105 posts tagged "Raf Simons"
Jennifer Lawrence has officially joined the ranks of Natalie Portman, Marion Cotillard, Charlize Theron, Jude Law, and Sharon Stone, all who have served as Dior ambassadors. The actress, known for her roles in Winter’s Bone and The Hunger Games, is reportedly the face of the next Miss Dior handbag campaign. Lawrence (who was front-row at Raf Simons’ Dior Couture debut show back in July), however, admits she is “still getting up to speed on fashion” and says that in her daily life, she gets ready in just 15 minutes—impressive. She tells WWD, “I hate being overdressed so I normally find a way to ‘casualize’ anything too showy.” Watch out for her first Dior campaign (also her first collaboration with the brand) in the March 2013 magazines. Don’t expect to see a casual Lawrence there.
Raf Simons’ debut ready-to-wear collection for Dior was, without a doubt, a triumph. Here, relive last month’s landmark runway show in Paris with this exclusive behind-the-scenes video. Watch the film above.
The show of the week—in news value alone, probably the show of the season—was Raf Simons’ ready-to-wear debut for Dior. The new guy didn’t disappoint. Serenity and sex appeal, it turns out, are not mutually exclusive; nor are sex appeal and that endlessly freighted fashion word, “minimalism.” More on that to come, and from wiser heads than mine. (Here’s looking at you, Blanks.) I’ll just add to the discussion that I was quite taken with the paint-striped denim jacket Simons wore to take his bow, too. I am, admittedly, something of a jean jacket junkie; I’ve just come by my fourth (Junya, if you want to know). But I wondered aloud via Twitter what Simons might be wearing and the answer came back in minutes: Helmut Lang, ’96 vintage.
With the resurgence of minimalism—whatever it turns out to mean—via Simons and Jil Sander, Lang’s name has hung over the season like an open secret. Now a piece of his has made a physical appearance, too. I’ll leave it to others to tease out the influence of Lang on the current collection and on the Spring collections overall, whatever it may be or not be. Sometimes a cigar is just a cigar, and sometimes a jean jacket is just a jean jacket. I’m focusing my attentions on a more pressing question: Where can I get one?
Raf Simons and Hedi Slimane’s new jobs sparked a flurry of conjecture about the impact on women’s fashion of designers who’d made their rep in menswear. And it’s not likely to die down any time soon because there are plenty more men’s designers waiting to cross over. Like Alexander Lewis, who trained as a pattern cutter on Savile Row (he worked at E. Tautz before going solo) but has chosen to launch his own business with a Resort collection for women. His name scarcely broadcasts Brazil, but that is, in fact, his family background, and his first collection is inspired by his girlfriends who may live in London or New York but who maintain a Brazilian nonchalance about the way they dress. “They mix the city, the beach and something from their boyfriends,” Lewis explains. That might mean a skirt with shirt-tails, or a swingy little crochet top that could go with shorts or a bikini, or an item Lewis calls a beach coat (though it’s a little luxe to expose to sand and salt water). Brazil makes its presence felt in some of the designer’s techniques, particularly that crochet, and a silk woven inspired by the way that straw is woven in Brazilian furniture. But there’s nothing geographical about Lewis’s pragmatism. “I know exactly what I wanted to do,” he says. “I decided to focus on pre-collections for the first few seasons, because they’re a little more commercial, and I don’t have to do a show. And also, I see what I do as situational, rather than seasonal.” The situation being, in his case, both his family’s beach house in Bahia, and his own stomping ground in London. Bold to try and bring the two together.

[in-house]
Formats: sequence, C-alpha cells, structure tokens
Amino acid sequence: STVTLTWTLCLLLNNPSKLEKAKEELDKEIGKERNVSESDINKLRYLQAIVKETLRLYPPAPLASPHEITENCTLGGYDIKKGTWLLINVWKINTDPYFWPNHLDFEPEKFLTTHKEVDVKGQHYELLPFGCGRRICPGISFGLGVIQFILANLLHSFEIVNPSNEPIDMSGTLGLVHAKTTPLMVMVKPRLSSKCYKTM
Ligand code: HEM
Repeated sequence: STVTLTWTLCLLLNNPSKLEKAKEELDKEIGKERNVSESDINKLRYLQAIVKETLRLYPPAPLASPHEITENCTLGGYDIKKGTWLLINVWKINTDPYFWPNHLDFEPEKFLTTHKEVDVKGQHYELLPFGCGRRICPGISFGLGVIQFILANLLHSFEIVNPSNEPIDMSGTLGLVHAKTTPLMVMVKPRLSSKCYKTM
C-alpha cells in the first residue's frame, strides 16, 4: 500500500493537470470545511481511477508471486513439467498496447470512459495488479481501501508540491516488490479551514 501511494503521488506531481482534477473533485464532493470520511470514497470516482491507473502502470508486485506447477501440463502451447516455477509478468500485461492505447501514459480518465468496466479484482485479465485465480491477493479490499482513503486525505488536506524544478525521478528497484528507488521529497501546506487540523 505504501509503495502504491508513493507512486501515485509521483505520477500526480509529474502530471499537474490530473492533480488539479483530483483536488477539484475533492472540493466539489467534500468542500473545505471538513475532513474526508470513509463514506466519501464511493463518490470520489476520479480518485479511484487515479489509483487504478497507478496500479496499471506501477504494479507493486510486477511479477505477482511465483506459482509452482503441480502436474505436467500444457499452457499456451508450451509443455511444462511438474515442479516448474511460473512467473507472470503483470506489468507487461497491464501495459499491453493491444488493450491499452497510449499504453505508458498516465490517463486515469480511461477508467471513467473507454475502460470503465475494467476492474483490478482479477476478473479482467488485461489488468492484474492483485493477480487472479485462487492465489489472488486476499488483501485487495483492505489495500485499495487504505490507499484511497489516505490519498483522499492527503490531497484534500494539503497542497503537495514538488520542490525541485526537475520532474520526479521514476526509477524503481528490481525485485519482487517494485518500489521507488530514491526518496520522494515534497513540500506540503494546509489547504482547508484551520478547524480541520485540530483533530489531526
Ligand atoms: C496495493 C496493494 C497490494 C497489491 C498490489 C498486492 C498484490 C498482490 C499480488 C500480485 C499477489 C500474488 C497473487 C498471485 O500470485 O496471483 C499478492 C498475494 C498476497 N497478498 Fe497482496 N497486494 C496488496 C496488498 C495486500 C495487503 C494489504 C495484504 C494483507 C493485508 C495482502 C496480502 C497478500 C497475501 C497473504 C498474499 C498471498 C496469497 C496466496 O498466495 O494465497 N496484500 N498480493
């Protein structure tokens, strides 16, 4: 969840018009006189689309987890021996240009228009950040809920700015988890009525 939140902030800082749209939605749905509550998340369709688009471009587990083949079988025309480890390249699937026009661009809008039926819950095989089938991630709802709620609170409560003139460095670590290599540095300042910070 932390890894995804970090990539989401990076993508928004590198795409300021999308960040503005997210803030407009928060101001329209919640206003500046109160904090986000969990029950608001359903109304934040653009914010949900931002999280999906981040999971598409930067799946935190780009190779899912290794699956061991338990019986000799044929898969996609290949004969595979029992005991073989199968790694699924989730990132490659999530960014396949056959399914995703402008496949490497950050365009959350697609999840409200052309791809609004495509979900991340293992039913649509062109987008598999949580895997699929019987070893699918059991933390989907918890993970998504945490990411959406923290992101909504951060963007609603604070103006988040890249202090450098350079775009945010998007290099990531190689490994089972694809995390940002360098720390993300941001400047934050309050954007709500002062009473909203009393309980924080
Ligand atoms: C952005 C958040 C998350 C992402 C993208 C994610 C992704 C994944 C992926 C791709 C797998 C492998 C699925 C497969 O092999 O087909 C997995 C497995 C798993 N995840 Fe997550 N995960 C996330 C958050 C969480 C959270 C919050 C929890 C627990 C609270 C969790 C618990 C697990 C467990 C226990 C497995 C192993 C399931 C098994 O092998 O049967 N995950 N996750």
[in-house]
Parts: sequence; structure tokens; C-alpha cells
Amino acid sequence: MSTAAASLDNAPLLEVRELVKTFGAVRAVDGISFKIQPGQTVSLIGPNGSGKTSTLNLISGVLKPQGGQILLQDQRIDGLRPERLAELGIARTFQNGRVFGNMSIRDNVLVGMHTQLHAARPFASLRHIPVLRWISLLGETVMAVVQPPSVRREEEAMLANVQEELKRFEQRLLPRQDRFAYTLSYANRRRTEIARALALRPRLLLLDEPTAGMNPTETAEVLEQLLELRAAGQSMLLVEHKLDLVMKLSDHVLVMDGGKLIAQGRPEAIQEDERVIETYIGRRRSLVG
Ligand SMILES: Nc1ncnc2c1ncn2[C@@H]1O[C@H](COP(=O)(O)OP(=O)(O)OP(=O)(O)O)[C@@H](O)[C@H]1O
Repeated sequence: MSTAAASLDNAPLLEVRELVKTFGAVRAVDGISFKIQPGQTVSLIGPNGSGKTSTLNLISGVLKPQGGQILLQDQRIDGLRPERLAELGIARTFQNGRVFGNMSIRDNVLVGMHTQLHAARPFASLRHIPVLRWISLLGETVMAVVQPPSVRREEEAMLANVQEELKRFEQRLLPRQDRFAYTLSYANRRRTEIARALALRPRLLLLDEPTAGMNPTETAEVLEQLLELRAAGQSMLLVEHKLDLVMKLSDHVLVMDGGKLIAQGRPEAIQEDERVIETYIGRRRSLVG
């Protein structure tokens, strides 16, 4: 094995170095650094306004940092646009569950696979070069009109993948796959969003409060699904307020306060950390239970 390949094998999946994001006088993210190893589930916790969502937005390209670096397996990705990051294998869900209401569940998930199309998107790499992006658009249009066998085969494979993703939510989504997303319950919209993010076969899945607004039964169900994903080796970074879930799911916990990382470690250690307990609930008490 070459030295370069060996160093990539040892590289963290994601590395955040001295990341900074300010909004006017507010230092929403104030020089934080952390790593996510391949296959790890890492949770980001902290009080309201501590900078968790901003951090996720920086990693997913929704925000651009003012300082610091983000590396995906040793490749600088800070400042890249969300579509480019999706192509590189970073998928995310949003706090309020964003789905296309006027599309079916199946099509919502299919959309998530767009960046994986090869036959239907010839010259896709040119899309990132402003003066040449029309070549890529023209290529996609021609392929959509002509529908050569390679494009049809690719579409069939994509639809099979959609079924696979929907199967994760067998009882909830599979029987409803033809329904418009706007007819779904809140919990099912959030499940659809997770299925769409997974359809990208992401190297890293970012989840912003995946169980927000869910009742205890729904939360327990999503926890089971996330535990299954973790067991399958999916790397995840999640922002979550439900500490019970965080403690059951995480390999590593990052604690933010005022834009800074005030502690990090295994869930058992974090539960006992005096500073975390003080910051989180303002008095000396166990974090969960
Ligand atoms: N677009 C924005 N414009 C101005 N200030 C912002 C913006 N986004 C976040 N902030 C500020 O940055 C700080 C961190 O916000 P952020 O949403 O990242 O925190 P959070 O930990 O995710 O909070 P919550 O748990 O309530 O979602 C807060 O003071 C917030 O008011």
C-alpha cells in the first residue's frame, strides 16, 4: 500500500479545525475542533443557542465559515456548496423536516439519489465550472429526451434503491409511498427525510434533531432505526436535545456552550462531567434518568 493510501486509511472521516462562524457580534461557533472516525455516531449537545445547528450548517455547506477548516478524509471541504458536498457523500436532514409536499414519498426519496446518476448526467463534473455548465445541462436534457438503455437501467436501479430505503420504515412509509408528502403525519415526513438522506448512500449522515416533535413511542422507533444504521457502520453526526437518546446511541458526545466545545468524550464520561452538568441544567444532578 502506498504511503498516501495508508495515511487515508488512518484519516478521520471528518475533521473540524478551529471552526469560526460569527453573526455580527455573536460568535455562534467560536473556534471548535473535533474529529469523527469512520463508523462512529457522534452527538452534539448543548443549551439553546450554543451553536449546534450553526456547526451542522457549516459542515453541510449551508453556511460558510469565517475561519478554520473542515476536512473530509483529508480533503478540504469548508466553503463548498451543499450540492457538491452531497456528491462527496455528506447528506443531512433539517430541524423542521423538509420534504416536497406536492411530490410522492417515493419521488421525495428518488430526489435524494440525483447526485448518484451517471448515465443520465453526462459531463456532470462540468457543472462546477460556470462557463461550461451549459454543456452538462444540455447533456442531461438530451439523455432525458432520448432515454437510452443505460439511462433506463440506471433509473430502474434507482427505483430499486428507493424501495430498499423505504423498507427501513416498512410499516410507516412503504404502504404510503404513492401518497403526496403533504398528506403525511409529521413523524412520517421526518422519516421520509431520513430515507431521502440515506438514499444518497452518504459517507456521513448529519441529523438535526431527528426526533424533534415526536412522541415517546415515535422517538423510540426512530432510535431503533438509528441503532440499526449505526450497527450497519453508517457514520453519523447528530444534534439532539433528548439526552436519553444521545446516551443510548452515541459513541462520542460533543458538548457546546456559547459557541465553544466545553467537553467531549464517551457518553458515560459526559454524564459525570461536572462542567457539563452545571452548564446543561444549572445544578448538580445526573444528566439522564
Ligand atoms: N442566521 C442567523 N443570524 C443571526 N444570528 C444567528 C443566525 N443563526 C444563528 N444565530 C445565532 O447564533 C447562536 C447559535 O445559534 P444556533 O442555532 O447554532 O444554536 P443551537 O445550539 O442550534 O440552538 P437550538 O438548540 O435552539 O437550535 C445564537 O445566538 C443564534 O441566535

In the 1988 film Working Girl, Melanie Griffith’s character famously wore sneakers for her daily commute, swapping them out for heels at the last possible minute outside the office. These days, both designers and street-style notables are leaving their dressy footwear at home and making fashion statements with athletic shoes. And no, we’re not talking about those ubiquitous Isabel Marant wedges. We’re referring to a specific subgenre of sneaker, i.e. competitive trainers made for running sprints (whether they be around the track or on the city sidewalks).
The trend really kicked into gear last month, when Tommy Ton snapped dapper guys wearing Nike and New Balance in Milan and Paris. Similar styles showed up on the runways at the Salvatore Ferragamo, Raf Simons, and Valentino menswear shows. Girls are embracing the look, too. At the opening of Yayoi Kusama’s Whitney retrospective, the artist Kara Walker dressed down her Zero + Maria Cornejo dress with sporty sneaks, while Vika Gazinskaya was among those who wore them during Couture.
CLICK FOR A SLIDESHOW of stylish kicks.